Menalton Braff

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Menalton João Braff (born July 23, 1938) is a Brazilian writer of short stories, novellas and novels.

Biography[edit]

Menalton Braff was born in Taquara, a Brazilian municipality in the state of Rio Grande do Sul. His formal education occurred in both Taquara and Porto Alegre, capital of Rio Grande do Sul and one of the top cultural, political and economic centers of the country.

He became interested in literature during his childhood, when he began reading classical authors. He engaged in political activism during his course of Economy in the former Universidade do Rio Grande do Sul and was forced to quit University and disappear as a citizen for a few years due to the military coup of 1964.

It was only after amnesty that Braff could use his real name again. In São Paulo, at Universidade São Judas Tadeu, Braff started his teaching career. At this time, while finishing a postgraduate course in Brazilian literature, Braff wrote his first novel. His first two books were published under the pen name Salvador dos Passos, which was abandoned in 1999 when he published À Sombra do Cipreste. This short stories book would win the Prêmio Jabuti for Literature in 2000.

He worked as a teacher and professor of Brazilian literature in Catanduva, Batatais, Ribeirão Preto, Ituverava and other regional cities. Braff married Roseli Deienno, who studied at the same University where he worked in São Paulo, and they moved to the interior of the State. Braff was the winner of Prêmio Jabuti de Literatura in 2000 with À Sombra do Cipreste.

Literary style[edit]

Braff’s prose is best known for its literary impressionism and tendencies for lyrical or poetic narratives. In an interview, the author himself acknowledges: “My general tendency is for Impressionism. I feel deeply attracted to the paintings of the movement, its suggestion, its unfinished aspect; that is, a world in constant construction.” (BELEBONI, 2007).[1]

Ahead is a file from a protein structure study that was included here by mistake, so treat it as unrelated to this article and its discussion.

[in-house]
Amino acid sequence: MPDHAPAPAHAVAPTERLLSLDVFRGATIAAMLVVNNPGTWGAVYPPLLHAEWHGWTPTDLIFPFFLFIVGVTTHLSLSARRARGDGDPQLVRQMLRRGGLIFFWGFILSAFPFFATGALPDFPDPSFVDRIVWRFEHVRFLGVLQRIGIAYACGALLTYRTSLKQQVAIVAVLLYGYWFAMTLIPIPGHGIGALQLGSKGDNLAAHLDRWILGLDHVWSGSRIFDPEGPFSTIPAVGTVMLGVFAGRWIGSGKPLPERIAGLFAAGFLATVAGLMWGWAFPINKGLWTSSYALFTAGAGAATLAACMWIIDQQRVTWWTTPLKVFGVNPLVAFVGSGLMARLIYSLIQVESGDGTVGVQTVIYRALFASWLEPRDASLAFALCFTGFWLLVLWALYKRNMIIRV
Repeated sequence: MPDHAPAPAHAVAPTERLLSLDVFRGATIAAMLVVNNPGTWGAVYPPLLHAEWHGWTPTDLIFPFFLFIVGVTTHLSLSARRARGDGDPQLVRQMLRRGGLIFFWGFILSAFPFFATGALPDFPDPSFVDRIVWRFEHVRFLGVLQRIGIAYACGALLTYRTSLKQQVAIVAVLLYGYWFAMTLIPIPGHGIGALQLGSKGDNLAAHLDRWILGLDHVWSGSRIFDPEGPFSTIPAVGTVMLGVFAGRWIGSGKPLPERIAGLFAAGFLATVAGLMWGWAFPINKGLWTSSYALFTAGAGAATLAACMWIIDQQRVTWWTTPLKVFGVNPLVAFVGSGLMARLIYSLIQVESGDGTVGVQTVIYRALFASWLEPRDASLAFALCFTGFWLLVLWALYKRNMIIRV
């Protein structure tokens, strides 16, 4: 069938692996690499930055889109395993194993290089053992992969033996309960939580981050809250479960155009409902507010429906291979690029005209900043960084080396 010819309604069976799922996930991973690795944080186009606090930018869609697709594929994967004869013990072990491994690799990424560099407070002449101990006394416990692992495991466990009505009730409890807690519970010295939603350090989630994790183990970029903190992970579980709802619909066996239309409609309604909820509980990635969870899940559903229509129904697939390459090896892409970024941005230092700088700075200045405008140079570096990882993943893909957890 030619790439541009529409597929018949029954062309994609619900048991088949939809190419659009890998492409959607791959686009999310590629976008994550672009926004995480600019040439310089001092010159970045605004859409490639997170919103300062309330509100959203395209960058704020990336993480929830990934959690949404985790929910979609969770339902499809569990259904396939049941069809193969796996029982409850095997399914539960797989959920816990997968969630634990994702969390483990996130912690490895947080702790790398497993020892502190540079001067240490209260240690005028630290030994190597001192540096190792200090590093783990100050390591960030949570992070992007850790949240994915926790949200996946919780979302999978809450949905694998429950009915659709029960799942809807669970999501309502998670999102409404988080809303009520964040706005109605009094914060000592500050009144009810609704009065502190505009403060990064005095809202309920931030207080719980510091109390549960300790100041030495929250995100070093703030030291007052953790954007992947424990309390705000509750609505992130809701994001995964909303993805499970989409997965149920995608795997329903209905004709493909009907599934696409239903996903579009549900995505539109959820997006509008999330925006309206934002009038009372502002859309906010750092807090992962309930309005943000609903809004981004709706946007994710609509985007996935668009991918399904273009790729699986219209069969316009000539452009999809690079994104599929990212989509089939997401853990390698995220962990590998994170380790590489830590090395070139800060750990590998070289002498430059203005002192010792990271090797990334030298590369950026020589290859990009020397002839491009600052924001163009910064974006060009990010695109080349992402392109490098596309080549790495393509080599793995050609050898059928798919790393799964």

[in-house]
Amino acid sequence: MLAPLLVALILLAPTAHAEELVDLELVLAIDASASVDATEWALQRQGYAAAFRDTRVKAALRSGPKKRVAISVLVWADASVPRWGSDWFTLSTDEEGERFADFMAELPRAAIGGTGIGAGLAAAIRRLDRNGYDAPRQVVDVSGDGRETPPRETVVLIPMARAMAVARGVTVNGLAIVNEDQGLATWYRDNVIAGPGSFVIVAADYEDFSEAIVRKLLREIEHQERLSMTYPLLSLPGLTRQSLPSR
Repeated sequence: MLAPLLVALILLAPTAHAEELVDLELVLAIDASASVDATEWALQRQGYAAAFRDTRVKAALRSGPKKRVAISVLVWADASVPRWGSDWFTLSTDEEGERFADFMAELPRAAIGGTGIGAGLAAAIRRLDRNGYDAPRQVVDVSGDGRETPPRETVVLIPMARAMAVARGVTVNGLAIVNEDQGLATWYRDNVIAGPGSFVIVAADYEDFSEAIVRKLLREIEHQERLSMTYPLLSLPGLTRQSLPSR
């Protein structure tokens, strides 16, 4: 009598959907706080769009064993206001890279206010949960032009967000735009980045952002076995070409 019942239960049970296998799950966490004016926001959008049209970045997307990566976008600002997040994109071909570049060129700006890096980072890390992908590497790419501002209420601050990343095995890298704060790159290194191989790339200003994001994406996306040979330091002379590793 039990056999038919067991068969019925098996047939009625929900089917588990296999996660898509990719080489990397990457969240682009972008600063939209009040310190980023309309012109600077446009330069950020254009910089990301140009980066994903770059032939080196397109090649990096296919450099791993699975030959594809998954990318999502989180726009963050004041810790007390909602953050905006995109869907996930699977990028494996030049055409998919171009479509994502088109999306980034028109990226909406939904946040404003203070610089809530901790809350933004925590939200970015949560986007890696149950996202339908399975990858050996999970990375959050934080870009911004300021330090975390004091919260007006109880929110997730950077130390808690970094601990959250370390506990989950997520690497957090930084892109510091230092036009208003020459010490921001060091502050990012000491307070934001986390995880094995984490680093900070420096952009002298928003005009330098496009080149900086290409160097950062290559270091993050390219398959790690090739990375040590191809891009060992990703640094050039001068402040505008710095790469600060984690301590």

In this sense, his works generally offer moments of impressions that compose experience instead of focusing on a realist image of a whole. His narrators prefer to suggest sensations and thus take part in an attempt to capture the moment, the fragmentary, the subjective. Stream of consciousness, for instance, is one of the techniques employed to highlight the ideas of disconnection and linear rupture.[citation needed]

Braff’s literary inclination to the lyrical novel is based structurally on rhythmic patterns such as rhymes and alliteration. On the thematic and plot spheres, his narratives focus mainly the human condition through the projection of the inner life of either the narrator or the characters as well as the search for identity and existential meaning.[citation needed]

In addition, some works briefly draw attention to the social and historical aspect of fiction, such as O Casarão da Rua do Rosário (2012), a novel related to the Brazilian military government. This possible association, however, is shaped secondarily and is subordinate to the focus on language. It is also possible to study, in this sense, the social aspects “present in the internal structures of Braff’s narrative.” (COSTA E SILVA, 2011).[2]

Bibliography[edit]

As Salvador dos Passos[edit]

  • Janela Aberta (1984) – novel
  • Na Força de Mulher (1984) – short stories book

As Menalton Braff[edit]

Short Stories book[edit]

  • À Sombra do Cipreste (1999)
  • A Coleira no Pescoço (2006)

Children’s and young-adult novellas[edit]

  • A Esperança por Um Fio (2003)
  • Como Peixe no Aquário (2004)
  • Gambito (2005)
  • Antes da Meia Noite (2008)
  • Copo Vazio (2010)
  • No Fundo do Quintal (2010)
  • Mirinda (2010)
  • O fantasma da segundona (2014)
  • Castelo de areia (2015)

Novels[edit]

  • Que Enchente Me Carrega? (2000)
  • Castelos de Papel (2002)
  • Na Teia do Sol (2004)
  • A Muralha de Adriano (2007)
  • Moça com Chapéu de Palha (2009)
  • Bolero de Ravel (2010)
  • Tapete de Silêncio (2011)
  • O Casarão da Rua do Rosário (2012)
  • Pouso do Sossego (2014)

Literary awards and recognition[edit]

Academic works about Menalton Braff[edit]

References[edit]

External links[edit]